“We don't have to hide as Germany, I think, just because of the last World Cup,” Tah told The Associated Press in a recent interview. “We have a great team, great quality and a really young team ... We don't have to be scared of anybody.”
With a rebuilt team, Germany faces a tough test at the European Championship with group games against France and Portugal, the reigning world and European champions respectively. The fourth team in the group will be decided via playoffs.
Tah was training with Germany before the World Cup, but didn’t make the final squad. Since then, though, the 23-year-old Bayer Leverkusen center-back has made his case for a starting spot with four international starts and one substitute appearance in 2019.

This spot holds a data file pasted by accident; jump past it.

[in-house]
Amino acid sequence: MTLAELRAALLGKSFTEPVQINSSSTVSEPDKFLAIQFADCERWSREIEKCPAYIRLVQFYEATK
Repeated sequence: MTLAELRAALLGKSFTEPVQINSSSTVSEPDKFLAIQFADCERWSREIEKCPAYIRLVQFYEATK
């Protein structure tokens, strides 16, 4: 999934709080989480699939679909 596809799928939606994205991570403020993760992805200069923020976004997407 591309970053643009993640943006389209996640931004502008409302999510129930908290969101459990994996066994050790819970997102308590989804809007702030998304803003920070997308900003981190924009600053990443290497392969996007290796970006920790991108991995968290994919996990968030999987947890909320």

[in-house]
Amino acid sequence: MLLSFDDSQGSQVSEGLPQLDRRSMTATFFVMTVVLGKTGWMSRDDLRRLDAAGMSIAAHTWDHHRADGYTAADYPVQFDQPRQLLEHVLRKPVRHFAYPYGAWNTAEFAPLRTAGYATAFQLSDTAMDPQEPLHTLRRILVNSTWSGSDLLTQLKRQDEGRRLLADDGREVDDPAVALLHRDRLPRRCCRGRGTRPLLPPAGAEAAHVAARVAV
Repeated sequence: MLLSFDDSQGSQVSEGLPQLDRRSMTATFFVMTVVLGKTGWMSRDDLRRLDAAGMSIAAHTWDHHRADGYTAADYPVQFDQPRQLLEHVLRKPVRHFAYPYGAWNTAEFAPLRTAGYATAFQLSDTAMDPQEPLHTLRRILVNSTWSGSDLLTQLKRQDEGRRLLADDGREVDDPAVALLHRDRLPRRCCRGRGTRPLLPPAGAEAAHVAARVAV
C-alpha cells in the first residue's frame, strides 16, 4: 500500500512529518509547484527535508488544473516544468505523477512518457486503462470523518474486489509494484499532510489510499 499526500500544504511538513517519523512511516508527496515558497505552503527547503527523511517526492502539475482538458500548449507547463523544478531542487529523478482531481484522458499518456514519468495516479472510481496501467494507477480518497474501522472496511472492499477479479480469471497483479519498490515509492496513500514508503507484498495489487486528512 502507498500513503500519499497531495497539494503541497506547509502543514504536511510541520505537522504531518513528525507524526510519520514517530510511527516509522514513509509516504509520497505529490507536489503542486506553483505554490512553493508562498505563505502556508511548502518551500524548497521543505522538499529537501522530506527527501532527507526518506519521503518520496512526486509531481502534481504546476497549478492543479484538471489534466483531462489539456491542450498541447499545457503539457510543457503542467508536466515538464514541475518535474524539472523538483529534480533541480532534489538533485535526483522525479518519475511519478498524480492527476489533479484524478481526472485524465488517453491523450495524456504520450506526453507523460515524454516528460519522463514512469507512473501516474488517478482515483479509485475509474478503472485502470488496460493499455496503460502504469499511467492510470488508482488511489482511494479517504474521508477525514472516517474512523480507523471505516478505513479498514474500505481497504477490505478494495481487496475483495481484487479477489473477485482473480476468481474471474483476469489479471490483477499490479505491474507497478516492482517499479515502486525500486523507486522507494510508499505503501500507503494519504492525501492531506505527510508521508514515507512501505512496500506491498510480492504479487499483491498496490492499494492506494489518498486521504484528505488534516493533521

Germany’s had a tough schedule with four games in 13 months against old rival the Netherlands, another team rebuilt around younger players. “We showed on the pitch that we are hungry, that something changed, that we want to win and showed our real character,” Tah said.
The rivalry with the Netherlands played a big role in showing the world that Germany had its motivation back, Tah believes. He pinpoints the 3-2 win in Amsterdam in March, when he was on the bench, as the turning point.
“That was an amazing game in Amsterdam. That really felt like, ‘OK, something changed,’” he said. “And it was not only that we won, it was just the whole atmosphere was different.” Germany’s goalscorers that day were Leroy Sane, Serge Gnabry and Nico Schulz, none of whom made the 2018 World Cup squad, with the win sealed by Schulz with a 90th-minute goal.
The European Championship will also give Germany a taste of a major tournament at home for the first time since the 2006 World Cup. Munich is one of the 12 co-host cities across Europe, and Germany will play all three of its group stage games there. That’s “always special and feels more comfortable,” said Tah.
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